Revenue

RECENT NEWS
OilVoice  Jul 3  Comment 
Figures from  HM Revenue and Customs  (HMRC) suggest oil and gas tax revenues are “in the black” fo ...
The Economic Times  Jul 2  Comment 
“We will be busy in the process of shifting a large number of items from 28% to the lower rate,” said Jaitley, a move to rationalise GST
The Economic Times  Jun 30  Comment 
Experts said delay would hold up critical unlocking of an estimated $10 bn of cost and capex synergies that the future Voda-Idea merged entity needs to stay competitive.
Financial Times  Jun 29  Comment 
Shares in UK outsourcer fall as group maintains profit outlook for the year
SeekingAlpha  Jun 28  Comment 
Benzinga  Jun 27  Comment 
More than a dozen states are expected pass new cannabis legalization measures before 2025. Of them, four are expected to open medical markets, while nine may embrace adult use. The new markets may add another $21.4 billion (a 22 percent...
Financial Times  Jun 17  Comment 
Top debt underwriters aim to improve pricing technology and maintain market influence




 

The term revenue most commonly refers to Net Revenue but it can also be used as Gross Revenue.

Revenue is the total amount of money a company takes in before any expenses.

Net Revenue is the amount of a company's gross revenue plus all negative revenue items. For instance, in the retail industry, gross revenue includes all sales made by a retailer during the accounting period. Net revenue, however, will also exclude the costs associated with items like refunds on returned items, discounts and other negative sales revenue items.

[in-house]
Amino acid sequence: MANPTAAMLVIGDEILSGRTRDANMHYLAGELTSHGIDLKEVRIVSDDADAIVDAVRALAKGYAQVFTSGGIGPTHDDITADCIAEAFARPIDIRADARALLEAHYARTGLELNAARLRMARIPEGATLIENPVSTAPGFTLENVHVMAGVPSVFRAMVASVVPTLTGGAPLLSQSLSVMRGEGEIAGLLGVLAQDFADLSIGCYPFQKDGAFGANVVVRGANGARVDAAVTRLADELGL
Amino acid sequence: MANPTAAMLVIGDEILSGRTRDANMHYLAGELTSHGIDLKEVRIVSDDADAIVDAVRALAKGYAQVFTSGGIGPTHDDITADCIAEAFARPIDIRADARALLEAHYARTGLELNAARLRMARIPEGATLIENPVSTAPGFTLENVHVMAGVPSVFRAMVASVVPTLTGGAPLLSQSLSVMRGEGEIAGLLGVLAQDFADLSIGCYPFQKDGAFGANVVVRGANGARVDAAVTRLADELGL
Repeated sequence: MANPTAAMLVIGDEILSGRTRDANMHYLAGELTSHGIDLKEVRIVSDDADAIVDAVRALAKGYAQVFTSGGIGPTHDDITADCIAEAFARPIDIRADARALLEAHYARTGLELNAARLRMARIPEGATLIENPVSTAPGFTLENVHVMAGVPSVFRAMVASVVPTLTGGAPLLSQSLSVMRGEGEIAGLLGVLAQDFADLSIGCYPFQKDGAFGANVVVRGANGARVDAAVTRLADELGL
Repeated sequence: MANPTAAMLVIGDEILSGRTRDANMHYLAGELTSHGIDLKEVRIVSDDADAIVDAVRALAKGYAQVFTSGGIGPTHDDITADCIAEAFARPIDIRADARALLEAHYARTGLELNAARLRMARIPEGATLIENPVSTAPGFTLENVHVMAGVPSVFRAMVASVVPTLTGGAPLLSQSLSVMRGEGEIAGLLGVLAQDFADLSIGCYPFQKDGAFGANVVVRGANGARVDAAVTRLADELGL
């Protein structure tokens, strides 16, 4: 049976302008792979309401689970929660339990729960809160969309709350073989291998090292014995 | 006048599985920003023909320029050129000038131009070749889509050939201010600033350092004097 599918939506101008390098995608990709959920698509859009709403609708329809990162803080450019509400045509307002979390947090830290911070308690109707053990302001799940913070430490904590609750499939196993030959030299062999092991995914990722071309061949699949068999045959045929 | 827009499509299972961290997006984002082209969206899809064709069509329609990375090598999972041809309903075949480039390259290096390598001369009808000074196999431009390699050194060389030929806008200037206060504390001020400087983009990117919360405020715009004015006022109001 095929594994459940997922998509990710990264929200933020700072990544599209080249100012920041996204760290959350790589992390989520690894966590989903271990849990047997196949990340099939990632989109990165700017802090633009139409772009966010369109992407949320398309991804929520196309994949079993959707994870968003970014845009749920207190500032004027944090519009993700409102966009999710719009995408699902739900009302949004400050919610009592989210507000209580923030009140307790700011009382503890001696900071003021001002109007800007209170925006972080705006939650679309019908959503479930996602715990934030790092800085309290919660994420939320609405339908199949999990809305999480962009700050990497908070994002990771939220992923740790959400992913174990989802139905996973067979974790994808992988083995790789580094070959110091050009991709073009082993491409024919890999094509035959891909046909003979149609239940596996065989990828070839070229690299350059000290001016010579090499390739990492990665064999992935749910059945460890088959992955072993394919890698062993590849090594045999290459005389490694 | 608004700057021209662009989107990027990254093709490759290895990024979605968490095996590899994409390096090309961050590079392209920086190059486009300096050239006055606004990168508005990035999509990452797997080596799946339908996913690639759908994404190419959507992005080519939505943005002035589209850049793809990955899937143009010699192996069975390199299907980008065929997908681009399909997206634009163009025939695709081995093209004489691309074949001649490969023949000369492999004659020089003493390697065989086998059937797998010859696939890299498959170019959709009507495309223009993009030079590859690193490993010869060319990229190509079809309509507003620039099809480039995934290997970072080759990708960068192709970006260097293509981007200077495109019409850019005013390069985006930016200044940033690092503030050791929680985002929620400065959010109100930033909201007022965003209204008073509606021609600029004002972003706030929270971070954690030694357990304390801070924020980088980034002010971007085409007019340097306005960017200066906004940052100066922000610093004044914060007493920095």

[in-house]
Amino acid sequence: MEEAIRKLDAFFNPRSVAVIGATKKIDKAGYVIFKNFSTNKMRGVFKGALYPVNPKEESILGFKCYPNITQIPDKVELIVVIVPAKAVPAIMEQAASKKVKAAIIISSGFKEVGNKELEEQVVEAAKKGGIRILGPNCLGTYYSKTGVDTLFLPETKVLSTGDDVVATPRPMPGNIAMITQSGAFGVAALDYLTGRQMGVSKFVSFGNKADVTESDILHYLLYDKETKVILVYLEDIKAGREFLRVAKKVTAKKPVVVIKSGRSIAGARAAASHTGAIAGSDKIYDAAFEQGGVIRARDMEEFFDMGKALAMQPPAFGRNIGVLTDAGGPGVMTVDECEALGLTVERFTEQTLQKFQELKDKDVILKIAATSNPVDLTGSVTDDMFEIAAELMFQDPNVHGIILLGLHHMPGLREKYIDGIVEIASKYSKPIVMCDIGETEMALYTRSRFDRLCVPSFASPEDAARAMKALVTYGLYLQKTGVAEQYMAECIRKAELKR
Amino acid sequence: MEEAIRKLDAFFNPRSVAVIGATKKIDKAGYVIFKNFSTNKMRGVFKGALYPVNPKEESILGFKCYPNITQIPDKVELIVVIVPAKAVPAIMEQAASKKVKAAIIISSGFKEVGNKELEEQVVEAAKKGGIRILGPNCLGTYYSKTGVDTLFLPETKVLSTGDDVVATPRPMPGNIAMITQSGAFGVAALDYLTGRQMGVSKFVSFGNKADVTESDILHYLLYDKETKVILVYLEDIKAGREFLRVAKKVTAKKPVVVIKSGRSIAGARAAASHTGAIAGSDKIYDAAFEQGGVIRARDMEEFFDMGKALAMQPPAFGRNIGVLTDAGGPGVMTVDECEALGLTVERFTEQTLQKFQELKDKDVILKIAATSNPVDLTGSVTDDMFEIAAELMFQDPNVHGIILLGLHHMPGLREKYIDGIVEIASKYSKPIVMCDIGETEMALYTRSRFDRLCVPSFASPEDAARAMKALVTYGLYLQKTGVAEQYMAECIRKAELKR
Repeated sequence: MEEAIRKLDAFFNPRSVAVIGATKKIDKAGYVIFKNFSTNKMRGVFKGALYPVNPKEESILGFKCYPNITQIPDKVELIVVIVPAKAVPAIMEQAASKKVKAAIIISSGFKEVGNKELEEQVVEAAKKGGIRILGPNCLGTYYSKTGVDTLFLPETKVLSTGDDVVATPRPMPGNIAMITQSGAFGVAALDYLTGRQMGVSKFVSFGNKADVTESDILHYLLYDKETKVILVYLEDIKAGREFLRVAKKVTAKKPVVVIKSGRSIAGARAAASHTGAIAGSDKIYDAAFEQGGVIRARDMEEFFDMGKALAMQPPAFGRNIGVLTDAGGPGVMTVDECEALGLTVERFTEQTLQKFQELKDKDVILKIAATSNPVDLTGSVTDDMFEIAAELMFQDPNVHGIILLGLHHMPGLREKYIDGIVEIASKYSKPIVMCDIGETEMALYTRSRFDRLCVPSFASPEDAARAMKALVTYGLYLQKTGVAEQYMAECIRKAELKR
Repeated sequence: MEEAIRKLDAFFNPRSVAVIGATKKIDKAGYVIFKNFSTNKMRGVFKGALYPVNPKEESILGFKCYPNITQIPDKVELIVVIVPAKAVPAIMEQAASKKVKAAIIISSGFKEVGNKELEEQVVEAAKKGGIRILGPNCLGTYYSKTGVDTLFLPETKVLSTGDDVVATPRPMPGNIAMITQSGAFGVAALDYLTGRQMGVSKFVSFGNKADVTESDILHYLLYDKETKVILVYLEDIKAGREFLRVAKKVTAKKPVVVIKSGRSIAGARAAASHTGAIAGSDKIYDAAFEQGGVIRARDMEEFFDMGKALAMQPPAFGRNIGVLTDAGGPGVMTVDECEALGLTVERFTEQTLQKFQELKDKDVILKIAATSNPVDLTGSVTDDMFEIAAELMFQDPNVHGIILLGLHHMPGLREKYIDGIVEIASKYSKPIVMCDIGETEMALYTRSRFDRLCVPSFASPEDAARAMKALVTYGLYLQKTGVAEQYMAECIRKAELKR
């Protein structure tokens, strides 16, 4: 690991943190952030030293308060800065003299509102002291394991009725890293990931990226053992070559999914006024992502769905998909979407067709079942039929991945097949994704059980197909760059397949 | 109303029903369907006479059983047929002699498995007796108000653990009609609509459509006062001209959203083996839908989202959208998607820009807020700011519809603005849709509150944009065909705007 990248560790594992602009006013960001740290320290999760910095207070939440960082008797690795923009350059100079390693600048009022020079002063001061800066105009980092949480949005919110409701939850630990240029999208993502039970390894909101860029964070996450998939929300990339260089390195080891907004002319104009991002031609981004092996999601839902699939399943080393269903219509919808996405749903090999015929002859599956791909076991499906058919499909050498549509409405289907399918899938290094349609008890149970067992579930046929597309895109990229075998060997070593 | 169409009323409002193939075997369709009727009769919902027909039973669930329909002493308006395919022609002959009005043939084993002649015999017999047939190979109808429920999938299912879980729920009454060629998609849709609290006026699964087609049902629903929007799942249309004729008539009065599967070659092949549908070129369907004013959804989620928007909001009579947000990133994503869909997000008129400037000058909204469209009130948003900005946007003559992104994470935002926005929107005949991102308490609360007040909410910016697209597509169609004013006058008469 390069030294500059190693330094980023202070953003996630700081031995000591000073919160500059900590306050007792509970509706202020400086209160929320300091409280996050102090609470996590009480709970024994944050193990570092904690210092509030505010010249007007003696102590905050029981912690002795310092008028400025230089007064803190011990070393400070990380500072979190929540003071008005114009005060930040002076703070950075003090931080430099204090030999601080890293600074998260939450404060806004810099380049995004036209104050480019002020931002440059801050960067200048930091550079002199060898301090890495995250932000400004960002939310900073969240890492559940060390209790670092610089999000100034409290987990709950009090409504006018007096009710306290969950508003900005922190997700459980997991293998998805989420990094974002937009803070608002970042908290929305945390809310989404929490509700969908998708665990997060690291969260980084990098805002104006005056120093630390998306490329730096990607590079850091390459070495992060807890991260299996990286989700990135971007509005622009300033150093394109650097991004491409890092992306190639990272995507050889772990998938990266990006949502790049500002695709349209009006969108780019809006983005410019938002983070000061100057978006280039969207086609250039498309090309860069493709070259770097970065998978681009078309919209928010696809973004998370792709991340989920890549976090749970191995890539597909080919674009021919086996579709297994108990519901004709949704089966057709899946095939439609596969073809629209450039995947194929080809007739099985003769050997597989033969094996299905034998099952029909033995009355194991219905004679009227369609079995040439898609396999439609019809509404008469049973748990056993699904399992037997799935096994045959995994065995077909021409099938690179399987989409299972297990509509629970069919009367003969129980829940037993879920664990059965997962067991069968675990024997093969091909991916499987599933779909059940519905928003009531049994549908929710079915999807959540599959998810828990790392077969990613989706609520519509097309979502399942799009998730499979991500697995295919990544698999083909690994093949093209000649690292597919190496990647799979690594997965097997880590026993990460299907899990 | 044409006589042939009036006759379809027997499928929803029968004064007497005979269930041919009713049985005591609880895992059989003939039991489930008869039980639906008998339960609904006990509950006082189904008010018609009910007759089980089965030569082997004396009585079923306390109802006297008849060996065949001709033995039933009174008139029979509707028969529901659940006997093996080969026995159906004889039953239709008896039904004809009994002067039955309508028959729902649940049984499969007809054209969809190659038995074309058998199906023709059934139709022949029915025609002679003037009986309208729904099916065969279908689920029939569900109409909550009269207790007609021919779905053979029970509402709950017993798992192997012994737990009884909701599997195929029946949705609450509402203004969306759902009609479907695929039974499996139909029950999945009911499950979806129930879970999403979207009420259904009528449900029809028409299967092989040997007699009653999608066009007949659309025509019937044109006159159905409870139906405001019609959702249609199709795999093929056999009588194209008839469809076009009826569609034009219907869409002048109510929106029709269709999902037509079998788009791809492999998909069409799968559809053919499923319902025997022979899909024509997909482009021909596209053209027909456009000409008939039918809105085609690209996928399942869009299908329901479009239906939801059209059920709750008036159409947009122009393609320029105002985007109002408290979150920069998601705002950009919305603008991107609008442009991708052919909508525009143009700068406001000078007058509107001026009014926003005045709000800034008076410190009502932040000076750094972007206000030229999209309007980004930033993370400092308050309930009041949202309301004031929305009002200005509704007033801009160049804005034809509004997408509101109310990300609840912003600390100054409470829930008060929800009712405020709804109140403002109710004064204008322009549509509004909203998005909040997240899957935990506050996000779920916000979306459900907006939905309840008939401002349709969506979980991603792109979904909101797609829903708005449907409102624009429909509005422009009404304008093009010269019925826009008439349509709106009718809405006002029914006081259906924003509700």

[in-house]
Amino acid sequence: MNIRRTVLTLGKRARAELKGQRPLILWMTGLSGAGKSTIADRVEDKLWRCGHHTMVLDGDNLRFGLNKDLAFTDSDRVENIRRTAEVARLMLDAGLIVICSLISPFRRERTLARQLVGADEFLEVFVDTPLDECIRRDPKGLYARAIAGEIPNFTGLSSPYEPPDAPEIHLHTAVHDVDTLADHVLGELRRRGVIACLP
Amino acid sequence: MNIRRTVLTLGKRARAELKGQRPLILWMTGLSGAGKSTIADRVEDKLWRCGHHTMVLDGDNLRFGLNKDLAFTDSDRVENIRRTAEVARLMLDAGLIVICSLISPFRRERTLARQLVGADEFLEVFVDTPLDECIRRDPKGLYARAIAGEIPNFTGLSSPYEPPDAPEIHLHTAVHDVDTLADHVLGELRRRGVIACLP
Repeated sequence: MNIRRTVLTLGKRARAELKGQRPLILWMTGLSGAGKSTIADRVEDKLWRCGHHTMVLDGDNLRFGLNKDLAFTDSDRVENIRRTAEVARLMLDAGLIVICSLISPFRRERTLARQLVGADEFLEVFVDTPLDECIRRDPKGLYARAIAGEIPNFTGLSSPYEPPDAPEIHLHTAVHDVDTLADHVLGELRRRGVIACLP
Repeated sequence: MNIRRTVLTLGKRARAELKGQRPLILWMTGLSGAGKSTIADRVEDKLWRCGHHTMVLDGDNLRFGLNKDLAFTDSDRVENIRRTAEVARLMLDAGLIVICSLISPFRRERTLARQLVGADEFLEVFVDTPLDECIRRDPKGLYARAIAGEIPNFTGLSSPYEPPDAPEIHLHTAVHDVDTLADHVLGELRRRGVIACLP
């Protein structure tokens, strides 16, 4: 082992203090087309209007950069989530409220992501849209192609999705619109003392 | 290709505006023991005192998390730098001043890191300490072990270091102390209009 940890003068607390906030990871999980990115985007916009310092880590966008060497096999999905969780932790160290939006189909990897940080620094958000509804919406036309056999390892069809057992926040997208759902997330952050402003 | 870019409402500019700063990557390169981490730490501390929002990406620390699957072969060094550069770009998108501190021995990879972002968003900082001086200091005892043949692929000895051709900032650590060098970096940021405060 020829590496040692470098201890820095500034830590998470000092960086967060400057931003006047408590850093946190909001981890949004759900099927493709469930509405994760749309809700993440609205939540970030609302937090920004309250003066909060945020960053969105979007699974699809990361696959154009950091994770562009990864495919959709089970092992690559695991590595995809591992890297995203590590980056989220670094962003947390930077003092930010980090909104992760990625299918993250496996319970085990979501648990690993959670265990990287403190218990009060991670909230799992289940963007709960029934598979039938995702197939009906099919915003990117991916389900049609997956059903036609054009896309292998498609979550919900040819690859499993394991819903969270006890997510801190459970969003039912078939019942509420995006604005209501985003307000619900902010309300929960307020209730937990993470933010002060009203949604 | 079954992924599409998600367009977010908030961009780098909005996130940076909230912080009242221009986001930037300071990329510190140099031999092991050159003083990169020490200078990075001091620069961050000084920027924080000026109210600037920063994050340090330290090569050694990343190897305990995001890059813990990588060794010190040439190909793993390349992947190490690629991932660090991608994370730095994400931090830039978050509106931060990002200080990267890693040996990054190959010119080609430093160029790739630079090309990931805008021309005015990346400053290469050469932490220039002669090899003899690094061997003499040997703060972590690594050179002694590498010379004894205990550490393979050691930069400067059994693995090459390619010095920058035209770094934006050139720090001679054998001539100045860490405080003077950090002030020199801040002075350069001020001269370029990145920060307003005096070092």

Often times, net revenue can refer to revenue a company receives after it pays its partners. For example, Google (GOOG) arrives at net revenue by subtracting Traffic Acquisition Costs (TACs) from its gross revenue. TACs are comprised of payments made to its Adsense network partners (Google ads displayed on third-party websites are subject to a revenue sharing program), as well as fees related to non-conventional partnerships (such as Google being the first search engine listed in the Mozilla Firefox built-in search toolbar).

This is a subtle difference from Cost of Goods Sold (COGS) - in the case of TACs, these are costs directly related to generating revenue (which is then split between different partners). COGS, on the other hand, refers to overhead and "manufacturing" costs related to the production of goods sold. Analogously, Google's COGS would include expenses incurred in data center operations.

Ratio analysis can be implemented and utilised for the comparative measurement of financial data among several companies of the same industry to facilitate wise investment, as ratios in general involve a process of standardization. Two main indicators-ratios can be used for the evaluation of a company's performance:

  1. Activity ratios: Asset Turnover or Efficiency Ratio = Total Revenue/ Assets